Skip to main content


· 3 min read

Continued on a couple of tasks to finally close out everything that needs to be done on the wing, except we had to head to the hangar for these tasks. At this point, we needed to finish screwing in the wing tip and finish working on the wing tip access plates, as well as dropping the fuel tank again (!) for leak testing. Learned a couple of lessons the hard way on why it's important to finish as much as humanely possible before moving to the hangar. We're about 20-30 minutes away drive, and yes, both times we went out to the hangar we realized we needed different tools or parts that we didn't bring. We got the wingtips all screwed in at least, but will have to leave the fuel tanks to be dropped next time as I only had a long torque wrench with me and couldn't get at some of the bolts, need a shorter rachet socket wrench to get the required movement.

Cabin Top

Working on a couple of items to finish up the cabin. At this point, we are rebuilding the seal channels again and again to get them in the correct position. When we sanded the cabin top we sanded the gutter flat on the outside but there is still a bit of a curve on the inside of the cabin top. When we put the seals with epoxy on there is a natural tendency for the seals to curve outwards following the door gutter curve. Not a big deal, just tedious to continously sand off and reapply to get the correct geometry. Once the seals are in a place we like them we'll install the gas strut bracket and finish up the planearound latch install, which should finally close out the doors!

Also have started on fitting the center console. The center console we received from Aerosport did not have the scribe line for the throttle quadrant cutout, so the first thing we did was to disassemble the entire quadrant to take out the levers. With that done, we used the quadrant itself as a guide to mark out the cutout on the center console. Once cut out, follow this video. However, instead of doing all this in the plane I was able to use a sharpie to mark the location of the sides of the center console in relation to the tunnel and then take it out of the plane to work. Also, since I'm using control approach pedals I needed to cut slots in the tunnel cover to fit. Since I had the pedals installed already and didn't want to unhook the rudder cables, I cut the cover in half about the midpoint of the second and third screw hole from the front which allowed me to fit the cover and the slots around the control arm. Next week: Duplicate tunnel cover holes in center console and locate throttle quadrant and fuel selector.


Finishing up cowling as well. Top cowl we are using Skybolts for the top flange only, and sticking with hinges for the rest. Glassed in strips of carbon fiber on the top and bottom of the aft top cowl to increase stiffness and prevent pillowing in this area. Bottom cowl I had to open up the gear slot a lot more as contact with the nose gear has already stripped away a lot of the powder-coat. Plan is to spray an enamel coating once we are done with cowl fitting.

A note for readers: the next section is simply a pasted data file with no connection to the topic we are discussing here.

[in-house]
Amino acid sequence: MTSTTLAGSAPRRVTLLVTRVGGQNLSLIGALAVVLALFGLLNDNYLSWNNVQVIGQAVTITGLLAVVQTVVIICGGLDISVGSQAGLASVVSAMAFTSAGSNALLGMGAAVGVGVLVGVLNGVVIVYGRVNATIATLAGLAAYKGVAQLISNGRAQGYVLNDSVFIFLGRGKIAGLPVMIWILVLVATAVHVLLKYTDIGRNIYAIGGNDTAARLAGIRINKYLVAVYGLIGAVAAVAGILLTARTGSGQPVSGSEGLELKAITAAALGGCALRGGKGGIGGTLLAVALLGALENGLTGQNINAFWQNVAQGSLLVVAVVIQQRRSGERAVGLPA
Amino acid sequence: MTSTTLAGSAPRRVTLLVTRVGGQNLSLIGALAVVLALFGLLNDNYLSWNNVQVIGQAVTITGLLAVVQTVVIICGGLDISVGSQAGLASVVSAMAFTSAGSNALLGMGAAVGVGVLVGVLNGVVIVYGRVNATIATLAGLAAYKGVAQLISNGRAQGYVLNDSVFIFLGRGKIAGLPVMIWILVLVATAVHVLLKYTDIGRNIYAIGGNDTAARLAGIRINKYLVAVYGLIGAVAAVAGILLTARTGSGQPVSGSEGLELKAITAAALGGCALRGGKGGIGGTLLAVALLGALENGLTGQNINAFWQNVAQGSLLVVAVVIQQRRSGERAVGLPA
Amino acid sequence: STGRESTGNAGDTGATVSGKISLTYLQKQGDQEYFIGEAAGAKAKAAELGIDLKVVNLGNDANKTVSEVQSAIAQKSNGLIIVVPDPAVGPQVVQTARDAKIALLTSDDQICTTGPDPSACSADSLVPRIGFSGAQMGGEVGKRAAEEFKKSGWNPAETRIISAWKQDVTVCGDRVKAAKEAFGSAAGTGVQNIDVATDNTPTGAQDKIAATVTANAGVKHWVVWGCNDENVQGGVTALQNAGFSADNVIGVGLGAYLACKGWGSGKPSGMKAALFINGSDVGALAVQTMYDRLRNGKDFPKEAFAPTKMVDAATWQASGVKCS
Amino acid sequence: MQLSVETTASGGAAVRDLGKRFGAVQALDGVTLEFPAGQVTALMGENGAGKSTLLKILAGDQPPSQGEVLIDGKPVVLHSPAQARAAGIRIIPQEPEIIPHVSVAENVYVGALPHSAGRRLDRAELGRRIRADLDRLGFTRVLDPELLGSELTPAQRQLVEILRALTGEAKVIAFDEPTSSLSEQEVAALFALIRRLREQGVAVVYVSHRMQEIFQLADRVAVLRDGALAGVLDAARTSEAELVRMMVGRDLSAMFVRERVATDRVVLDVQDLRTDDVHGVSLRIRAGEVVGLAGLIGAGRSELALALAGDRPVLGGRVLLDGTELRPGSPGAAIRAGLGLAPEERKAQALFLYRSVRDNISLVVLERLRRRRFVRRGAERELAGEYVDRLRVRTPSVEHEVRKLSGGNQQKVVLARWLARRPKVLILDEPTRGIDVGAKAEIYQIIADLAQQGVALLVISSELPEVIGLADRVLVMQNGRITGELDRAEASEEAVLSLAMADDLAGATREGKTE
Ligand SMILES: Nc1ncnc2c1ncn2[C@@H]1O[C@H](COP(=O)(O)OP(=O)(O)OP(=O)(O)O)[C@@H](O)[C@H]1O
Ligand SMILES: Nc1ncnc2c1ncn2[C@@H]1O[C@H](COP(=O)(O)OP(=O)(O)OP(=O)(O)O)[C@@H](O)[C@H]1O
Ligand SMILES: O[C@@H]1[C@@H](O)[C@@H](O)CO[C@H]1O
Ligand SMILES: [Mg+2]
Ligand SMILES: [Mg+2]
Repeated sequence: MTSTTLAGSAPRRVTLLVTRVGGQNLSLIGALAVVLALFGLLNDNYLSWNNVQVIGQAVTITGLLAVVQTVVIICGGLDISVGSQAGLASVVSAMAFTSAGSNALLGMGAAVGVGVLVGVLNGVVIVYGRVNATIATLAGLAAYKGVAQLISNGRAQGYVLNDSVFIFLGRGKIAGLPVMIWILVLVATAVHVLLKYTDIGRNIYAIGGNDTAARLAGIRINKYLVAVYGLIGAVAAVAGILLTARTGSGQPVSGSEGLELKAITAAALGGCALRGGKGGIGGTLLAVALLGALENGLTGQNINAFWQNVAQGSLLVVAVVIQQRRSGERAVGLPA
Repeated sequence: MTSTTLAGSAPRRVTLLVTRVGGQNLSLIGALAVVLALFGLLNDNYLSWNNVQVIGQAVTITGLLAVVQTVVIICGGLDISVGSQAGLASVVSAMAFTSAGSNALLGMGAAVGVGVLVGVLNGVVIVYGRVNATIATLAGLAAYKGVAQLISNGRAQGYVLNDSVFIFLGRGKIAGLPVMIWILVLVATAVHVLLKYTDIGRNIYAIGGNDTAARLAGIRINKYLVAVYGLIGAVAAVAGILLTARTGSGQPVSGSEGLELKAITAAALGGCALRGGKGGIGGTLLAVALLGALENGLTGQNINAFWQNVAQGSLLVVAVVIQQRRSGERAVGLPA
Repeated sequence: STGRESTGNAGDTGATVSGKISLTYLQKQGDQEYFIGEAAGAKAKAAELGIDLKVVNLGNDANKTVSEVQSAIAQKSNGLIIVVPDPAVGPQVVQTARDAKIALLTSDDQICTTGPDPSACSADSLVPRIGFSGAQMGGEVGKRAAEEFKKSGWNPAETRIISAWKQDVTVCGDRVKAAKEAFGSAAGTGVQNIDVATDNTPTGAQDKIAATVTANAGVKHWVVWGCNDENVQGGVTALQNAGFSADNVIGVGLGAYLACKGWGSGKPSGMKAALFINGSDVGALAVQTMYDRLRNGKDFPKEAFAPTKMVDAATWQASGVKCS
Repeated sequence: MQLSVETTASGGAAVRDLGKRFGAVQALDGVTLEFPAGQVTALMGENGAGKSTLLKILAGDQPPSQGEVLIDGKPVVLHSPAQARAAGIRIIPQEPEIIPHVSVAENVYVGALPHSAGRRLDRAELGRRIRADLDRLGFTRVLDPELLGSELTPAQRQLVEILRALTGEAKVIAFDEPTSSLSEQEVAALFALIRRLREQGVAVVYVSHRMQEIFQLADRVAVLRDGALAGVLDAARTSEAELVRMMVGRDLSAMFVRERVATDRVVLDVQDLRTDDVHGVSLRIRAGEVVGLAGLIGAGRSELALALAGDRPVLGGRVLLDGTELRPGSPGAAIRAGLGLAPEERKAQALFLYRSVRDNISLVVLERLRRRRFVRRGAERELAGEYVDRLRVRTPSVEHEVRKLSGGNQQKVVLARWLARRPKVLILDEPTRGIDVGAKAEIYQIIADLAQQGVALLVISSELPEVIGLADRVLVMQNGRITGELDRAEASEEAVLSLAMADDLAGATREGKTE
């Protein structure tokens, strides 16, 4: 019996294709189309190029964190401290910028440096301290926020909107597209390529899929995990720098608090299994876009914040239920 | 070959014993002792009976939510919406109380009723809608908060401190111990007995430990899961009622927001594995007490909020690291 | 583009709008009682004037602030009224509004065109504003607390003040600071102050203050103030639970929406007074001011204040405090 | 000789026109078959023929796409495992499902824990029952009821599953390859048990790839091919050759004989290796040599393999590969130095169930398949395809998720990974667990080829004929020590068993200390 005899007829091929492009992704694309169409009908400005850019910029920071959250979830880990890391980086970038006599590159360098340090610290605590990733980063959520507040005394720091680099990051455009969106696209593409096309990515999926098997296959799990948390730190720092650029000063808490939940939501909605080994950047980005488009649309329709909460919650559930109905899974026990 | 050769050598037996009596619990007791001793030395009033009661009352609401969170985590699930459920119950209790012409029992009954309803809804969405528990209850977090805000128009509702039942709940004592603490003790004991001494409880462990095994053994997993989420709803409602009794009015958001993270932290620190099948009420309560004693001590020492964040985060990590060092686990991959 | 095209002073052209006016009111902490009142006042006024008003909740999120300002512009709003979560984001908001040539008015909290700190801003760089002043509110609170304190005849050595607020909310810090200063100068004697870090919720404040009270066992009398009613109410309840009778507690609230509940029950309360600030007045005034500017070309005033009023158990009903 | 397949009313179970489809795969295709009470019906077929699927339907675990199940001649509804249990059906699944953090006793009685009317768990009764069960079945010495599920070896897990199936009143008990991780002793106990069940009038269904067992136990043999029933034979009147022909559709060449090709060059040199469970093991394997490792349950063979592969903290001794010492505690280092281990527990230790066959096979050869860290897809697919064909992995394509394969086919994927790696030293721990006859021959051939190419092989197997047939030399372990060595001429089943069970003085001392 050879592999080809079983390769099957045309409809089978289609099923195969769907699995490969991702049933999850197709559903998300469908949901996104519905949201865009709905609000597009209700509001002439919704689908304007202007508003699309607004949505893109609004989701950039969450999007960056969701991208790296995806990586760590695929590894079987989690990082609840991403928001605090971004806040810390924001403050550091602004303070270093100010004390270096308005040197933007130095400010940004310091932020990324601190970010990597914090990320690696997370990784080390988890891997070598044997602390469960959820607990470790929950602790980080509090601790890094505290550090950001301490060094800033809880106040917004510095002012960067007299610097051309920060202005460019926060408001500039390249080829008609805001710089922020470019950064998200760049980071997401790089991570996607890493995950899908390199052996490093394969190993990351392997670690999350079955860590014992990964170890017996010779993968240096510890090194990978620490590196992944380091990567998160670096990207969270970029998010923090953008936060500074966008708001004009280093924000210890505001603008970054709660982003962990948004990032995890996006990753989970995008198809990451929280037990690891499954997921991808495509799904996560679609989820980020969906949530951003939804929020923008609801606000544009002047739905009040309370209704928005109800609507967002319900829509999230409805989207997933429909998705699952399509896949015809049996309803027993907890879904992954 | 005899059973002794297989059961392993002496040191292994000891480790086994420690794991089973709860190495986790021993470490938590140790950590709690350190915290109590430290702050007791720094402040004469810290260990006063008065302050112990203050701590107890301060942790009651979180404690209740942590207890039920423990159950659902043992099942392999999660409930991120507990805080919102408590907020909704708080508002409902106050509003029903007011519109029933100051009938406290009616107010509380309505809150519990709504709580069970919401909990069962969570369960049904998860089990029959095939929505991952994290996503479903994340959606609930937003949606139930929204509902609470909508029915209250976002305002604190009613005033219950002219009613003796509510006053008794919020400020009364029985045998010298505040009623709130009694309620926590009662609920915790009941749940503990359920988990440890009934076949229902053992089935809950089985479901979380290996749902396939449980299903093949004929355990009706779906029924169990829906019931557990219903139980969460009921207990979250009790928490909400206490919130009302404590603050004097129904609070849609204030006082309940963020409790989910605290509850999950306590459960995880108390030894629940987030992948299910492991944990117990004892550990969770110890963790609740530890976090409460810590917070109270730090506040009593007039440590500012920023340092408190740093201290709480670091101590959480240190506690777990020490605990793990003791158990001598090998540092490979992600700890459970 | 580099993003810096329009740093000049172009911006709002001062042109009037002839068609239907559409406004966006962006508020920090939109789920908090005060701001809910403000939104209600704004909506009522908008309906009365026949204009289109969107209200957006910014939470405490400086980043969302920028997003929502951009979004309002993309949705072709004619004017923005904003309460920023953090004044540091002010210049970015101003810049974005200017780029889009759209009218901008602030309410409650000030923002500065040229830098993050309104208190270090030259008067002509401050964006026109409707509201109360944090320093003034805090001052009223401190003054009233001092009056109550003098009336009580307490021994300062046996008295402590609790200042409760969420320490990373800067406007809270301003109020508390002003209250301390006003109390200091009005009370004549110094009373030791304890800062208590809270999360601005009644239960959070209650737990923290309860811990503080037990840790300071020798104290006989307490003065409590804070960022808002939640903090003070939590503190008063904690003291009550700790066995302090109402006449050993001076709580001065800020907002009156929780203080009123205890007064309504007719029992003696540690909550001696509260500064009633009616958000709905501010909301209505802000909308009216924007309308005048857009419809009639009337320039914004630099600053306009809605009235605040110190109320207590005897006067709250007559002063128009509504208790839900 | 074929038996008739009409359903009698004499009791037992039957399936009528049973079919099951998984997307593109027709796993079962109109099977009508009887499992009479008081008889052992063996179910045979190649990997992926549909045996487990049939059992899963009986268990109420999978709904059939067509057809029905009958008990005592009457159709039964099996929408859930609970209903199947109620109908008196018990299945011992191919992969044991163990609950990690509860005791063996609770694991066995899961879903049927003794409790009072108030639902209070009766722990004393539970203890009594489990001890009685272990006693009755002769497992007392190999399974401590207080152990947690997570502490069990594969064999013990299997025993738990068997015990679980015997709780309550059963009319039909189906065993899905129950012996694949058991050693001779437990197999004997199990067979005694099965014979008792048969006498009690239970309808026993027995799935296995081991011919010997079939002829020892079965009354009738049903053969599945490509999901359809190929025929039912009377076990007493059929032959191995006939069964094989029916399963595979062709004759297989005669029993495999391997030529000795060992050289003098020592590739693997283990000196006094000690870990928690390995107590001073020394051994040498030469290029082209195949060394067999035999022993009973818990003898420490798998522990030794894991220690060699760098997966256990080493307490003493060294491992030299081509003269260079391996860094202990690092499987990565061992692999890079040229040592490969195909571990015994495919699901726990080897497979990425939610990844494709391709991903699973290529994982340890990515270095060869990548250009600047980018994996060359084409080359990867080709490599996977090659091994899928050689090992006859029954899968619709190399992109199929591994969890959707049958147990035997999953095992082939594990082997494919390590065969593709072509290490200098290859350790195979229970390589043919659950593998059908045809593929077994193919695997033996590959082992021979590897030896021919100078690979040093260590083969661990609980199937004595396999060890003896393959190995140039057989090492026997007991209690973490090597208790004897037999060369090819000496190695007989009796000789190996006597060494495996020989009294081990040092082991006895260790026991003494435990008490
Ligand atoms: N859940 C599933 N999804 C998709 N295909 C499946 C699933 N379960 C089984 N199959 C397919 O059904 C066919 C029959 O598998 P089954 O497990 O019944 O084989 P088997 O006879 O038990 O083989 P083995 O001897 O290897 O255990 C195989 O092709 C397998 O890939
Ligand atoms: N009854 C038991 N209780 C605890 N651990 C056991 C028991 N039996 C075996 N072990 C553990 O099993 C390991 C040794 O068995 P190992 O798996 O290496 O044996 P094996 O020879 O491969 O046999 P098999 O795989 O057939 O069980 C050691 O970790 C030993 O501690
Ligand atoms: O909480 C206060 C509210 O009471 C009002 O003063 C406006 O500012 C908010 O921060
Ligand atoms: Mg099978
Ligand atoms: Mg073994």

· 2 min read

This weekend finally finished the wings. They had come to me basically complete as quickbuild, but we needed to put in all the wiring and other items we needed in there before closing it up. Fairly simple, after a lot of off-plans work it was refreshing to come to a section where we could just follow the plans for the most part. For the right wing, with the amount of wires I had to run for the GSA28, the Ziptips, and the antenna I had to put in a whole new conduit. Tried multiple things. The standard wire conduits for cars won't work because there's enough movement through the ribs that wiring gets caught on the ribs when you try to feed it through. What I found was a good product was a 3/8" tube for fish tanks, totally smooth on the inside and very light. I tried multiple different methods of securing the conduit, from RTV to Lord Adhesive, and they all failed after a bit of movement to them. I will return to this area during final assembly and probably ziptie the conduits down to a couple of ribs in between to help secure it.

Riveting the bottom wing skin was very straight forward, although the plans could be a little more clear. We followed the plans very literally for the right wing and riveted the bottom wing skin aft to forward, row by row, which made the row of rivets to the main spar a pain to get to. On the left wing we just riveted it from the middle outwards, column by column. Much easier and basically doable with one person.

I terminate all my wire runs using Deutsch Connectors and then loaded the wing, cradle and all into a truck and moved it to the airport. A Penske 16ft truck will just about fit, but getting it up the ramp is difficult and the angle makes it likely you'll hit the top. We had to use our engine hoist to lift one end of the cradle so the entire cradle + wing assembly could go in horizontally.

Now off to transparencies and interiors!